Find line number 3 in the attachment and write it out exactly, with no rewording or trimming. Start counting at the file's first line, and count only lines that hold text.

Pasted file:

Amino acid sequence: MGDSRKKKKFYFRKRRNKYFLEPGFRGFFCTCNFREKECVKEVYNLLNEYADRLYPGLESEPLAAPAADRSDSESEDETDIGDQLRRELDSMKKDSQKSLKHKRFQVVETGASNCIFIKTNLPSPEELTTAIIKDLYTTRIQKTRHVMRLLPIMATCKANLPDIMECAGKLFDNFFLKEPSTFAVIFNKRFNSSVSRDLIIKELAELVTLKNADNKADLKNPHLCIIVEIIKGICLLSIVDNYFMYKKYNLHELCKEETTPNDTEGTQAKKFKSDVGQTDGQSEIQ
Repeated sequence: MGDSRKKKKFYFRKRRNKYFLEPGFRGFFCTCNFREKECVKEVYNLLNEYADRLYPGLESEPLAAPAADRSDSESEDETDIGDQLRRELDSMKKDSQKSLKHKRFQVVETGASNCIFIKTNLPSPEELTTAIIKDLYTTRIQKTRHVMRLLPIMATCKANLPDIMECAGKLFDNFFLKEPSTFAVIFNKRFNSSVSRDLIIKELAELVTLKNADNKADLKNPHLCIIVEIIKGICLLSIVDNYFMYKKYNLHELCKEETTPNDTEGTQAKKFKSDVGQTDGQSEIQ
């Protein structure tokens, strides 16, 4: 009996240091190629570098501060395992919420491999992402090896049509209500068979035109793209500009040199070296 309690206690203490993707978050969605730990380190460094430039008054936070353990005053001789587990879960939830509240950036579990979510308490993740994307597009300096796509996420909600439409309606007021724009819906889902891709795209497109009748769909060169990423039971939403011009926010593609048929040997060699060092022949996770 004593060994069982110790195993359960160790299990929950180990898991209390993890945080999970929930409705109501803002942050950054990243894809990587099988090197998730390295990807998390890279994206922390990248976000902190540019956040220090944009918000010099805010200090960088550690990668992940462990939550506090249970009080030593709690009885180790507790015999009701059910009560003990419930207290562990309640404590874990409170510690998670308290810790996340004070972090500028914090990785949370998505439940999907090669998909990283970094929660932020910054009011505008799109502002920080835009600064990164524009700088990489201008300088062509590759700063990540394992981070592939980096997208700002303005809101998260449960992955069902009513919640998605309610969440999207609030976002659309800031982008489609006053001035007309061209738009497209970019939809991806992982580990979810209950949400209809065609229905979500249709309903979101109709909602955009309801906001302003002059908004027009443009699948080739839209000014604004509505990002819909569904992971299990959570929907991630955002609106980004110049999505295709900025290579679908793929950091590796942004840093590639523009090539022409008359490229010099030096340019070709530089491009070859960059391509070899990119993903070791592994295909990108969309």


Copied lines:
């Protein structure tokens, strides 16, 4: 009996240091190629570098501060395992919420491999992402090896049509209500068979035109793209500009040199070296 309690206690203490993707978050969605730990380190460094430039008054936070353990005053001789587990879960939830509240950036579990979510308490993740994307597009300096796509996420909600439409309606007021724009819906889902891709795209497109009748769909060169990423039971939403011009926010593609048929040997060699060092022949996770 004593060994069982110790195993359960160790299990929950180990898991209390993890945080999970929930409705109501803002942050950054990243894809990587099988090197998730390295990807998390890279994206922390990248976000902190540019956040220090944009918000010099805010200090960088550690990668992940462990939550506090249970009080030593709690009885180790507790015999009701059910009560003990419930207290562990309640404590874990409170510690998670308290810790996340004070972090500028914090990785949370998505439940999907090669998909990283970094929660932020910054009011505008799109502002920080835009600064990164524009700088990489201008300088062509590759700063990540394992981070592939980096997208700002303005809101998260449960992955069902009513919640998605309610969440999207609030976002659309800031982008489609006053001035007309061209738009497209970019939809991806992982580990979810209950949400209809065609229905979500249709309903979101109709909602955009309801906001302003002059908004027009443009699948080739839209000014604004509505990002819909569904992971299990959570929907991630955002609106980004110049999505295709900025290579679908793929950091590796942004840093590639523009090539022409008359490229010099030096340019070709530089491009070859960059391509070899990119993903070791592994295909990108969309």